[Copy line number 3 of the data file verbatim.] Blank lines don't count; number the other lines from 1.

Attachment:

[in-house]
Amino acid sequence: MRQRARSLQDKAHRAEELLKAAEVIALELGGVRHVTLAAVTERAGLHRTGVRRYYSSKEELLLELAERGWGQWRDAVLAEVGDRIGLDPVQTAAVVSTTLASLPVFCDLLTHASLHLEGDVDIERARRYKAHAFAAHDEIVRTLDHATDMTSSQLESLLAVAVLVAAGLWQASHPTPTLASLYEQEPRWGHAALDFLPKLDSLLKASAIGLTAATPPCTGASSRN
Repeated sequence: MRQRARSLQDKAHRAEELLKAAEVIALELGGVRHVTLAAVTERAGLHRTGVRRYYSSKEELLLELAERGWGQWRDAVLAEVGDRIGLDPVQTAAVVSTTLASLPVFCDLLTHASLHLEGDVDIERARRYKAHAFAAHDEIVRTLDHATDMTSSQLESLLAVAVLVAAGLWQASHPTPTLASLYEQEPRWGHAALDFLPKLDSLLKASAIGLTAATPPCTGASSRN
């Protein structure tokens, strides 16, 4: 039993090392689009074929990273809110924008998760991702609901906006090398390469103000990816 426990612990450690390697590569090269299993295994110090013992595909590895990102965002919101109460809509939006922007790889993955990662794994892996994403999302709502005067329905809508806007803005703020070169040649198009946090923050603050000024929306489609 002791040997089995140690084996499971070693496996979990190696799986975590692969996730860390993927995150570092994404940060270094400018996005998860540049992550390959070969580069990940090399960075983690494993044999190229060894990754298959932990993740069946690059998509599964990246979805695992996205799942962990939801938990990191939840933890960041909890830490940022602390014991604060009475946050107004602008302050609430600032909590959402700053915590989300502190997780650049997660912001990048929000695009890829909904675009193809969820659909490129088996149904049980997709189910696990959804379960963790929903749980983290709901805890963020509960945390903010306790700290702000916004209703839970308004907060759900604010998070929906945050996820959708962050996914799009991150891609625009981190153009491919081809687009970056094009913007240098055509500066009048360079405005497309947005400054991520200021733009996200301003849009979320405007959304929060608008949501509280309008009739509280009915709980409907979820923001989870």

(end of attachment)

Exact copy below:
Repeated sequence: MRQRARSLQDKAHRAEELLKAAEVIALELGGVRHVTLAAVTERAGLHRTGVRRYYSSKEELLLELAERGWGQWRDAVLAEVGDRIGLDPVQTAAVVSTTLASLPVFCDLLTHASLHLEGDVDIERARRYKAHAFAAHDEIVRTLDHATDMTSSQLESLLAVAVLVAAGLWQASHPTPTLASLYEQEPRWGHAALDFLPKLDSLLKASAIGLTAATPPCTGASSRN